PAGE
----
You should print out this tutorial so you will have a printed copy in your hand while you work.
From previous assignments, you have probably realized that SPSS for WINDOWS statistical operations involve two separate windows:
1. SPSS calls the window for entering and editing data the DATA EDITOR. Within the data editor, you can be in one of two views:
When you are in the DATA EDITOR, you can toggle back and forth between DATA VIEW and VARIABLE VIEW by clicking on their respective tabs IN THE LOWER LEFT CORNER OF THE DATA EDITOR SCREENS.
2. The other window is the VIEWER, or OUTPUT FILE, in which you will find all statistical results, tables, and charts you produce.
You create your data files in the DATA EDITOR. Then, if you wish, you can save the data file by clicking on File and then on Save As, as you do for any WINDOWS file.
VIEWER files (sometimes called OUTPUT FILES) are saved in the same way but under a different name.
VIEWER (OR OUTPUT FILES) HAVE A .SPO EXTENSION.
There are several ways of getting your raw data into the DATA EDITOR:
1. One way is to type the data in using the keyboard in the same way you would type data into an electronic spreadsheet. This is probably the simplest way.
2. You can cut and paste data directly from an EXCEL spreadsheet into SPSS for WINDOWS.
3. You can also use any word processor to create the file, save it as an ASCII or text file, then load it into SPSS for WINDOWS. This works well, but is a little more involved.
You have already completed several assignments in which you entered data directly from the keyboard . In this assignment, you will learn how to enter experimental/control group data into SPSS for WINDOWS, save it, and print out the data file.
For the sake of this tutorial, let us say you want to use SPSS to run DESCRIPTIVE statistics on a test you have given. Let us say you gave the test to ten people, five in an experimental group and five in a control group. Here are the scores:
Experimental group: 85 90 82 75 99 Control group: 70 66 52 71 50
Therefore, you know right away that your data file must contain at least three variables on each person:
1. a variable that contains an identification number for each person.
2. a variable that defines whether or not the person was in the experimental or control group, and
3. a variable that has that person's score in it.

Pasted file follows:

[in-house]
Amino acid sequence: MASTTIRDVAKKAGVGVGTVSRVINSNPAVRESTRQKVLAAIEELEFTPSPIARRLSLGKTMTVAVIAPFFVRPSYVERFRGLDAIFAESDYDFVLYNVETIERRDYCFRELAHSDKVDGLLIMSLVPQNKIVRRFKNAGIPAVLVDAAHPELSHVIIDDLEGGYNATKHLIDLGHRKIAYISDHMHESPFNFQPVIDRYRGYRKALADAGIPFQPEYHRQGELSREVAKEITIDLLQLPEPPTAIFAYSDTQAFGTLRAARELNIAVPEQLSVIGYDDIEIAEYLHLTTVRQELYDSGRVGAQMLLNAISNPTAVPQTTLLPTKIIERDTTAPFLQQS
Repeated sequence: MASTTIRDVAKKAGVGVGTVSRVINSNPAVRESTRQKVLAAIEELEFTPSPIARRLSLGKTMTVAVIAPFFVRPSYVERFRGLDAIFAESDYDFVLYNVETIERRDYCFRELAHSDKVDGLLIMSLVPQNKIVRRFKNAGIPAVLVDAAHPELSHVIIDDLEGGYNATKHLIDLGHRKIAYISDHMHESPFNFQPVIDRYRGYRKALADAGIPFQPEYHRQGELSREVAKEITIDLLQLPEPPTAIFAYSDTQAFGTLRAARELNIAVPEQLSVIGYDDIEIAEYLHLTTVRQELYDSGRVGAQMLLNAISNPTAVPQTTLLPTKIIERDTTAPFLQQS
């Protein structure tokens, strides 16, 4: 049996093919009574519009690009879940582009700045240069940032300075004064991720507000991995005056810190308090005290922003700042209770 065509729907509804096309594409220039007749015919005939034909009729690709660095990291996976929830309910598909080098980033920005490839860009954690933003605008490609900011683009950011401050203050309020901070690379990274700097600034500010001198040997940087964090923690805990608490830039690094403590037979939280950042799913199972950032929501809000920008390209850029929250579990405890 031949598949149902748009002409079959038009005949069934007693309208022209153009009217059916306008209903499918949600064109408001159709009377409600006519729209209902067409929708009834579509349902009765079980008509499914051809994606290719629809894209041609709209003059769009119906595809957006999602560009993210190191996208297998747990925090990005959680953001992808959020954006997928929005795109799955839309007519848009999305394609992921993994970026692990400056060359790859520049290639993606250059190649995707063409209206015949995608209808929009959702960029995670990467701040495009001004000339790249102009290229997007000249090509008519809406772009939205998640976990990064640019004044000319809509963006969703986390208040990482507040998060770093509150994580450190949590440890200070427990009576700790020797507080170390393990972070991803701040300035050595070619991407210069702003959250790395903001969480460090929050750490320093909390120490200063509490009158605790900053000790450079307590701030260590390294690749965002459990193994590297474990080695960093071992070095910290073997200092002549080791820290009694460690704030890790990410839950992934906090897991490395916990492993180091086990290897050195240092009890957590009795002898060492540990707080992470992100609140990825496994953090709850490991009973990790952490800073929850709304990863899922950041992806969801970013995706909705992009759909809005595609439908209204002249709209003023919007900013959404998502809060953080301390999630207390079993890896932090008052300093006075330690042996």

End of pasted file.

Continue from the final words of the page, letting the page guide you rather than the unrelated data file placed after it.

Most of the time when you use a computer to do statistics, each person or CASE occupies a row (rows are in a horizontal line).
Each VARIABLE occupies a column (columns are in a vertical line).
Each variable needs to be named. The name that appears at the top of each column has a default lmit of eight characters in length, but you can also designate a longer, more descriptive variable name if you want. The longer name is called an SPSS LABEL. The LABEL can be of practically any length.
By tradition, we usually use the first column of cells for the identification number. Also, these identification numbers should be written on the raw data sheets, test protocols, surveys, etc., depending on the study.
The variable that defines the person's group is called a "dummy variable" or "break variable." The only purpose it serves is to identify which group the person is in. That is why it is called a "dummy" variable. The term "break variable" is also sometimes used, because it is this variable the computer uses to BREAK the scores into different groups.
Here is information about each of the three variables we will use for this study:
1. We might choose an SPSS name of "id" and an SPSS LABEL of "identification number" for our variable (column) that will contain the subject identification numbers we assign.
2. We might decide to name the dummy variable with the SPSS name of "group" and an SPSS LABEL of "group designation". This variable is a CATEGORICAL variable. That is, the values it contains do not designate amounts of something. Rather, they are arbitrarily chosen simply to assign which CATEGORY the subject is in. Whenever you set up a CATEGORICAL variable in your data, you need to tell SPSS what the VALUES found in that variable mean. (In this case, a "1" designates the experimental group, "2" for control group). You will see how to specify VALUES for a categorical variable in a moment.
3. We might decide to give the variable that will contain the test scores themselves the SPSS name of "test1, and an SPSS LABEL of "midterm math test."
You decide your data file should look like this:
01 1 85 02 1 90 03 1 82 04 1 75 05 1 99 06 2 70 07 2 66 08 2 52 09 2 71 10 2 50
Look at the above data.
The first column is the "id" variable.
The second column is the "group" variable.
The third column is the "test1" variable.
In a previous lesson, you learned to do a CODEBOOK